Tim McCready with a pro-Park protester who helped translate and explain the reason for the demonstration
We arrived in Seoul for the Asia New Zealand Foundation’s offshore forum at the height of demonstrations over the the impeachment of President Park by the National Assembly. Accused of violating the constitution by helping her long-time friend extort donations from the country’s biggest business empires, Park was subsequently ousted from office in an unprecedented and unanimous ruling by the constitutional court.
The president's ousting brought to the fore simmering tensions that run along ideological and generational lines, at the heart of which is how to deal with North Korea.
Peaceful protests are not uncommon in South Korea. The first time I visited South Korea was the one-year anniversary of the Sewol Ferry Disaster. The sinking in April 2014 cost the lives of 304 passengers and crew. This resulted in enormous protests, as South Koreans saw their government having failed to hold high-level officials accountable for the disaster.
Prior to Park’s removal, demonstrations and candlelight vigils – representing both sides – took place every Saturday over three months.
A few days after we arrived for the forum, the courts approved an arrest warrant for Park, and she was jailed. Demonstrations broke out again.
I spoke with a group of protestors living together in a tent within the city square. A man in his 70’s translated and explained to me their perspective of the situation.
“There are two distinct groups in South Korea,” he said. “One is the left wing, and the other is right wing.”
“We are the right-wing group. We follow democracy. We are protesting because the president was impeached by the left. We are embarrassed that has happened.
“It is our wish that in the future there will be unification. But it is important not to give in. The left – the younger generation – follows North Korea and China.”
While this is an extreme view, it does exemplify the generational divide in South Korea. On a simple level, the older generation think that North Korea should be dealt to with pressure and isolation. The left would prefer to have an open dialogue with the North.
A lot of this divide stems from South Korean President Park Chung-hee, the father of jailed President Park. He seized power through a military coup in 1961, at a time when South Korea was far less developed economically than the North.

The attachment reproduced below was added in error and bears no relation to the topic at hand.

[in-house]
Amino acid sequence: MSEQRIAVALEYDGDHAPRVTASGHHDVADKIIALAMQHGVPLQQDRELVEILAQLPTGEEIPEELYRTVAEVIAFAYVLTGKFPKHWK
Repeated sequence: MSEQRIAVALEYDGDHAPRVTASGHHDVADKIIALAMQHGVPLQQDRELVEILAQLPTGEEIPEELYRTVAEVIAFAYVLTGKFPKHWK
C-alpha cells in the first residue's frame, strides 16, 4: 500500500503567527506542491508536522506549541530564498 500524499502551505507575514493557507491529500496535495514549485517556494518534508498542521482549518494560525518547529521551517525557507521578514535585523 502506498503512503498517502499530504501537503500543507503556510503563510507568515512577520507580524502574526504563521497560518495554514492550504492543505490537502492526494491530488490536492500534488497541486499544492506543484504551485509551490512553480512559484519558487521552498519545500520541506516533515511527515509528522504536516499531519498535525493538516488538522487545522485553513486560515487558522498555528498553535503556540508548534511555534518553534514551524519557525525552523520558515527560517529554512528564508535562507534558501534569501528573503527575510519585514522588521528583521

By the time he was assassinated in 1979, South Korea had gone through what is referred to as the “Miracle on the Han River” – a period of rapid economic growth following the Korean War. It is because of this that Park, and his daughter, are looked on fondly by older South Koreans, despite his systematic disregard of human rights.
There are an estimated 6,700 people from separated families living in South Korea. The tragedy of the situation is most easily seen through those people who are divided from their family, who passionately long for reunification.
Now, 70 years on from the division, those with the closest ties to the North are getting very old. The requirement to seek peaceful unification between the two Korea’s is part of the South Korean constitution, yet speaking with younger South Korean’s, they are often agnostic about the prospect. They are already struggling economically, and point to the enormous economic disaster that will become their responsibility if the border were to collapse.
While the impeachment of former president Park was supported by most, there were also many dissenting voices
During a meeting with a senior banker at a major international bank in Seoul, I asked for his take on North Korea.
“I am just a simple banker,” he said, modestly.
“We are always in the shadow of war. But that aside, South Korea is a very safe place to live. That is what I care about. I don’t care what happens with North Korea.”
Younger South Korean’s I spoke with shared the banker’s point of view. They don’t worry about the looming threat of nuclear war. Instead, they are getting on with their lives, and their careers – like the rest of us.
A younger South Korean I spoke to on my flight from Seoul to Europe explained it best:
“We do not spend time worrying about what could happen. That threat has always been there,” he said.
“But we are very nationalistic. We love our country. And now our President has been jailed. We are embarrassed by her. We are embarrassed about what the rest of the world thinks of us.”
That sentiment seems to be something that all generations can agree on.
Views expressed in this article are personal to the author and are not to be taken as representing those of the Asia New Zealand Foundation.